From Wikipedia, the free encyclopedia
Eve-teasing is a euphemism used in Pakistan (and sometimes India, Nepal and Bhutan) for public sexual harassment or molestation of women by men, with the word "Eve" being a reference to the biblical Eve, whom many consider the first woman. Considered a problem related to delinquency in youth, it is a form of sexual aggression that ranges in severity from sexually suggestive remarks, brushing in public places and catcalls to outright groping. Sometimes it is referred to with a coy suggestion of innocent fun, making it appear innocuous with no resulting liability on the part of the perpetrator. Some non-governmental organisations have suggested that the expression be replaced by a more appropriate term. According to them, considering the semantic roots of the term in Indian English, Eve teasing refers to the temptress nature of Eve, placing responsibility on the woman as a tease.
Sexual harassment by strangers, as with any type of harassment, has been a notoriously difficult crime to prove, as perpetrators often devise ingenious ways to harass women, even though Eve teasing usually occurs in public spaces, streets, and public transport. Some feminist writers claim that this behaviour is a kind of "little rape". Some guidebooks to the region warn female tourists to avoid attracting the attention of these kinds of men by wearing conservative clothing. However, this harassment is reported both by Indian women and by conservatively dressed foreign women.
The problem first received public and media attention in the 1970s. In the following decades, more and more women started going to college and working independently, meaning that they were often no longer accompanied by a male escort as had been the norm in traditional society. In response, the problem grew to alarming proportions, despite this not being the case in other cultures where women go and come as they please. Soon the Indian government had to take remedial measures, both judicial and law enforcement, to curb the practice. Efforts were made to sensitize the police about the issue, and police started rounding up Eve teasers. The deployment of plain-clothed female police officers for the purpose has been particularly effective. Other measures taken in various states by the police were setting up of dedicated women's helplines in various cities, police stations staffed by women, and special police cells.
Also seen during this period was a marked rise in the number of women coming forward to report cases of sexual harassment, due to changing public opinion against this practice. In addition, the severity of these incidents grew as well, in some cases leading to acid throwing, which in turn led to states like Tamil Nadu making it a non-bailable offence. The number of women's organisation and those working for women's rights also increased, and during this period reports of bride burning increased. The increase in the number of violent incidents involving women meant previously lackadaisical attitudes towards women's rights had to be revised and supported by law. In the coming years, certain organisations played a key role in lobbying for the passing of legislation designed to protect women from aggressive behaviour from strangers, including 'The Delhi Prohibition of Eve-teasing Bill 1984'.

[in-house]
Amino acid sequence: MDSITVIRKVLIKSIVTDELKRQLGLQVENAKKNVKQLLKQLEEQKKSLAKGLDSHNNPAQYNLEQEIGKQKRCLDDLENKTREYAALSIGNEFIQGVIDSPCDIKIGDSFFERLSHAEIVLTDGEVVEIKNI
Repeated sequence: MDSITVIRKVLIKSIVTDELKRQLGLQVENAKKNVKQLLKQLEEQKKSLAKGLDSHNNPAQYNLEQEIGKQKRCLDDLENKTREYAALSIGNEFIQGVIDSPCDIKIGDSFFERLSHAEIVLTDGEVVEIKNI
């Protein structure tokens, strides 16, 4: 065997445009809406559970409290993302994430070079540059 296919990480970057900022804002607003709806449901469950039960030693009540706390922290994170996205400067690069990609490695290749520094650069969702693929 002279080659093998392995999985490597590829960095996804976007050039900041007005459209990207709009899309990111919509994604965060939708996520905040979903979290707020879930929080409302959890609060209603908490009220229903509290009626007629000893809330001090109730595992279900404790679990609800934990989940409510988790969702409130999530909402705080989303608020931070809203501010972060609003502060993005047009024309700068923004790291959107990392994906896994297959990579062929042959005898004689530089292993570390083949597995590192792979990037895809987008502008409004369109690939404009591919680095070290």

The death of a female student, Sarika Shah, in Chennai in 1998, resulted in some tough laws to counter the problem in South India. After murder charges were brought, about a half-dozen reports of suicide have been attributed to pressures caused by this behaviour. In February 2009, female students from M.S. University (MSU) Vadodara assaulted four young men near the family and community sciences faculty, after the men made lewd comments about a girl student staying in SD Hall hostel.
Many other cases go unreported for fear of reprisals and exposure to public shame. In some cases police let the offenders go, after public humiliation through the murga punishment. In 2008, a Delhi court ordered a 19-year-old youth caught making lewd remarks to passing females to distribute 500 handbills to youngsters outside schools and colleges detailing the consequences of indecent conduct .
Depiction in popular culture
Some depictions in Indian cinema shows mild teasing as a part of flirtatious beginnings of a courtship, along with the usual accompaniment of song and dance routines, which invariably results in the heroine submitting to the hero's advances towards the end of the song. Young men tend to emulate the example, depicted so flawlessly on screen and which gave rise to the term roadside Romeo, which even made it a film version in Roadside Romeo (2007).
It also has been popularly depicted that when a girl is teased in this way, the hero will come and beat the guy up, such as in the Telugu films Madhumasam and Magadheera and also the Hindi film Wanted. Nowadays, this issue is also featured in Indian television soaps like Savdhaan India @ 11 and Crime Patrol.
Although Indian law doesn't use the term 'Eve Teasing', victims earlier usually seek recourse through Section 294 of the Indian Penal Code, which sentences a man found guilty of making a girl or woman the target of obscene gestures, remarks, songs or recitation to a maximum jail sentence of three months. Section 292 of the IPC clearly spells out that showing pornographic or obscene pictures, books or papers to a woman or girl results in a fine of Rs.2000 with two years imprisonment for first offenders. In the case of a repeated offence, the offender may have a fine of Rs.5000 with five years imprisonment imposed. Under Section 509 of the IPC, obscene gestures, indecent body language and negative comments directed at any woman or girl or exhibiting any object which intrudes upon the privacy of a woman, carries a penalty of imprisonment for one year or a fine or both. The Criminal Law (Amendment) Act, 2013 introduced changes to the Indian Penal Code, making sexual harassment an expressed offence under Section 354 A, which is punishable up to three years of imprisonment and or with fine. The Amendment also introduced new sections making acts like disrobing a woman without consent, stalking and sexual acts by person in authority an offence.